So the panel recommends the United States -- in partnership with other countries that already have the capacity to make fuel, the "supplier nations" -- volunteer to "provide reliable, economical supplies of fuel to nations undertaking new or additional nuclear energy plants" with tough safeguards to prevent them developing their own capacities.
But critics challenge their premise, saying the idea that the growth of nuclear power generation is inevitable is a canard.
Many of those 435 reactors currently operating are due to be retired in the next 20 to 30 years, points out Henry Sokolski, a proliferation expert who worked for Wolfowitz in the Bush I administration and currently sits alongside him on the congressionally mandated blue-ribbon panel examining the threat of terrorist attacks using nuclear material or other weapons of mass destruction.
Nuclear energy is too expensive and too risky to be a commercially viable venture without government support, he told UPI.
"There's a reason no one in the private sector wants to do this with their own money," Sokolski said. "Nuclear power is a hard sell, literally. ... What the (U.S.) nuclear industry is doing is asking for government handouts, in the form of tax credits, loan guarantees and insurance caps."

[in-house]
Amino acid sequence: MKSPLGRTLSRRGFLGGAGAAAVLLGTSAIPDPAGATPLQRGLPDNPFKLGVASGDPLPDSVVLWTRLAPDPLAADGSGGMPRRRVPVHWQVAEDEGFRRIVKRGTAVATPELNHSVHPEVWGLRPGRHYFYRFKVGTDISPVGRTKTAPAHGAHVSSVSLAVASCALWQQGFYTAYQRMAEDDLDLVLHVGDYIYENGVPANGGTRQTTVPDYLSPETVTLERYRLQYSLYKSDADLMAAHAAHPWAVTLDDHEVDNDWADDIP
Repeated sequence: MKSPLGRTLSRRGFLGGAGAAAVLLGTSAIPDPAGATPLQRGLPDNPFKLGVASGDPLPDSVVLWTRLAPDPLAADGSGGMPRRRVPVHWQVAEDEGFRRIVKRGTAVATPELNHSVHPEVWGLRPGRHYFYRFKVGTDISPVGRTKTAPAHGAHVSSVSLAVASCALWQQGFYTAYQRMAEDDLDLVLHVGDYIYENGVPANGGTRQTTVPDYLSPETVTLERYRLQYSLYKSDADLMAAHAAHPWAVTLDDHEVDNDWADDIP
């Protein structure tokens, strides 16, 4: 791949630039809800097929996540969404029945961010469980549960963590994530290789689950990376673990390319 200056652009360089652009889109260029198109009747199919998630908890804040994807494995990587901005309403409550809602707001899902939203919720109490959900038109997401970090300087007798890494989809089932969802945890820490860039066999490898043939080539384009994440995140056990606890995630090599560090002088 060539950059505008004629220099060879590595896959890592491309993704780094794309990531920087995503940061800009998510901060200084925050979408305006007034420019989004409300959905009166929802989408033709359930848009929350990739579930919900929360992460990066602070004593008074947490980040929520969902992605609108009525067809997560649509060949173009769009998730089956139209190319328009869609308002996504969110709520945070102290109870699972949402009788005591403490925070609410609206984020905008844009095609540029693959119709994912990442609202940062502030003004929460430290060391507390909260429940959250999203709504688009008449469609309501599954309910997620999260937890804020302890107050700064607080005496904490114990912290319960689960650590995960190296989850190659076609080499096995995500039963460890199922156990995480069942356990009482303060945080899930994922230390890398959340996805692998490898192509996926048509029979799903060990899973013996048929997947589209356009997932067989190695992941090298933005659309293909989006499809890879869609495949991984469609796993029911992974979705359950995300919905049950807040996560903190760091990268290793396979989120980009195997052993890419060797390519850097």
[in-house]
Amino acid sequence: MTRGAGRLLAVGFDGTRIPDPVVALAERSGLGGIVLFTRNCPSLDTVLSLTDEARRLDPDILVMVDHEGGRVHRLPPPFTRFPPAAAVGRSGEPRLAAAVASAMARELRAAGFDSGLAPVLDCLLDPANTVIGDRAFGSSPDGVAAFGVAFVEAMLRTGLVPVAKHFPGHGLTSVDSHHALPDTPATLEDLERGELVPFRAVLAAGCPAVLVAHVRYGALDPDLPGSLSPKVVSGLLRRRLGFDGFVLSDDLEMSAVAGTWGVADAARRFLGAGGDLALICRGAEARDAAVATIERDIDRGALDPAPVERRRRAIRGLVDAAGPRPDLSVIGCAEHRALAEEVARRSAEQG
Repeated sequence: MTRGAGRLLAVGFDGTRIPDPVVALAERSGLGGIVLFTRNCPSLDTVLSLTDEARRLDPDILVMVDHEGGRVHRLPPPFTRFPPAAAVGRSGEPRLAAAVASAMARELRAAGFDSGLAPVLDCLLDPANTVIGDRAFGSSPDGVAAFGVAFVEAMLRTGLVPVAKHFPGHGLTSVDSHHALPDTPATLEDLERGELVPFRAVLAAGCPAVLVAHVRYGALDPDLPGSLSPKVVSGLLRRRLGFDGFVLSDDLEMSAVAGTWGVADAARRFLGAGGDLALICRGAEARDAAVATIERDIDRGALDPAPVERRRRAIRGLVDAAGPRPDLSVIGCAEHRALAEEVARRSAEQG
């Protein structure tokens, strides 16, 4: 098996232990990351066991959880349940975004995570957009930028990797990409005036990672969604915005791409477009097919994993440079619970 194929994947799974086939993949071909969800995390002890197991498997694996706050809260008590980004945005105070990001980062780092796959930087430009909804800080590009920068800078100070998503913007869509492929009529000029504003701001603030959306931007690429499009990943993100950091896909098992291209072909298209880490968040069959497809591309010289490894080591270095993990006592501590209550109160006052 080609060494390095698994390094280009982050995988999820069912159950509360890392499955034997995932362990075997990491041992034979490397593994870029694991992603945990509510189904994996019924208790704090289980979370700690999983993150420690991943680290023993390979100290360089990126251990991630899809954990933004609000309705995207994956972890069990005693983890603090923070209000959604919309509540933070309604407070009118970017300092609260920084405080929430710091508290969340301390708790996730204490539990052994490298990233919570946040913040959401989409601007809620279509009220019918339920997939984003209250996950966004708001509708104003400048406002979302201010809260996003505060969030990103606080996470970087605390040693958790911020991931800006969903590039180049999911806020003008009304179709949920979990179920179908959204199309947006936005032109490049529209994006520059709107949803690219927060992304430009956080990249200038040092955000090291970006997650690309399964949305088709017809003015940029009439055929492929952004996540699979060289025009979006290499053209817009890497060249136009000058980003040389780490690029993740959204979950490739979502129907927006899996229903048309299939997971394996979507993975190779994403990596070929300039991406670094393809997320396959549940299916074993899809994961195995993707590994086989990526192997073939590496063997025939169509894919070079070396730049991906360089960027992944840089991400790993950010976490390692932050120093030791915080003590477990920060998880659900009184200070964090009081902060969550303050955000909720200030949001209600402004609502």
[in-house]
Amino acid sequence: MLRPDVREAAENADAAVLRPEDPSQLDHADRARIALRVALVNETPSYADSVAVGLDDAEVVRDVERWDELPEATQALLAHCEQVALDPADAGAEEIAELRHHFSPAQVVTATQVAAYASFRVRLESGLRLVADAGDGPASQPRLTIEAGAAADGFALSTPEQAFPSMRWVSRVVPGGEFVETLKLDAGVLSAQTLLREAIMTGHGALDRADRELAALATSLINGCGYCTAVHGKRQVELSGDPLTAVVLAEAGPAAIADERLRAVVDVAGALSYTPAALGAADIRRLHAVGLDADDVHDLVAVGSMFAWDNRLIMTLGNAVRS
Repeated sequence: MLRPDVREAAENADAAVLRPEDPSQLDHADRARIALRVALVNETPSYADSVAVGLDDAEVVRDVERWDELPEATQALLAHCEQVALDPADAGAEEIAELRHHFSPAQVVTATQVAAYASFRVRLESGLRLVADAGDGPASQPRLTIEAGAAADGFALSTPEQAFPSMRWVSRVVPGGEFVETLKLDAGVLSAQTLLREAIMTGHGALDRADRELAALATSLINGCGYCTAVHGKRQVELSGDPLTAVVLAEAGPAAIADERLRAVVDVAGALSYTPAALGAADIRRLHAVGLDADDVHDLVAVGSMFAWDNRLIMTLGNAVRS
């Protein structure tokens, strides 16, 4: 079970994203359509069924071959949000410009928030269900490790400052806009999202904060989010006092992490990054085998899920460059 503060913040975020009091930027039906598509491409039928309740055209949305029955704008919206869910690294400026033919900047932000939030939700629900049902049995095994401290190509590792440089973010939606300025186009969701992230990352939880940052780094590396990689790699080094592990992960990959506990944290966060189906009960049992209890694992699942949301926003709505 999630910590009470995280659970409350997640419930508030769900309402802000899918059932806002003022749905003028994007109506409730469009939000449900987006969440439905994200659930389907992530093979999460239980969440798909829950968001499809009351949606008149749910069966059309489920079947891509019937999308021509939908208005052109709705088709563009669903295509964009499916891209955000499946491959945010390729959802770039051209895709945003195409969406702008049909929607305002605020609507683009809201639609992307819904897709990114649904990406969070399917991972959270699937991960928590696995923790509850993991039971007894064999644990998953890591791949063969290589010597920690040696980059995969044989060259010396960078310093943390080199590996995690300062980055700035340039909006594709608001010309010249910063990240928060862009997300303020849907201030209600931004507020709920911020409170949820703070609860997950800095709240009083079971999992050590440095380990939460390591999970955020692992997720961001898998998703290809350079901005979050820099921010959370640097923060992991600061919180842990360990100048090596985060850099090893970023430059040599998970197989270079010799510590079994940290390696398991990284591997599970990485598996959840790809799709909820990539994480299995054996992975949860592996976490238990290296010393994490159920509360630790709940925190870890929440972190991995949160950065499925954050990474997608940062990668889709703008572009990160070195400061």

Reprocessing is also not economically feasible without government financial support. "Working with plutonium requires special safety measures which are very expensive," Sokolski said.
The idea that new technologies could help make generation or reprocessing economical is "atomic pie in the sky. The advances required are as far off as making fusion-generation practical, in terms of technology."
Expansion is "not inevitable, it is contingent" on U.S. policy changes. "Maybe nuclear power won't expand. It shrank by 2 percent last year," he said.
Sokolski called the report "disappointing."
He said its authors "seem to be in the business of promoting the expansion of nuclear power, rather than examining the risks associated with its expansion. ... They should have explained in more detail why we should be concerned."
But the report does make a bald statement, that the expansion of civil nuclear generating capacity "particularly within Third World nations, inevitably increases the risks of proliferation. What the United States must do," it concludes, "is find ways to mitigate those risks."
"Something is afoot, and we can't put on blinkers and pretend it's not happening," said Robinson.
(Part 2 will examine the tough new risk-mitigation safeguards the report recommends -- and why some critics say they are not enough.)
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Left-wing parties pull backing for Indian government
New Delhi (AFP) July 8, 2008
A bloc of Indian left-wing parties announced Tuesday they were pulling out their backing for the country's coalition government in protest against a nuclear energy deal with the United States.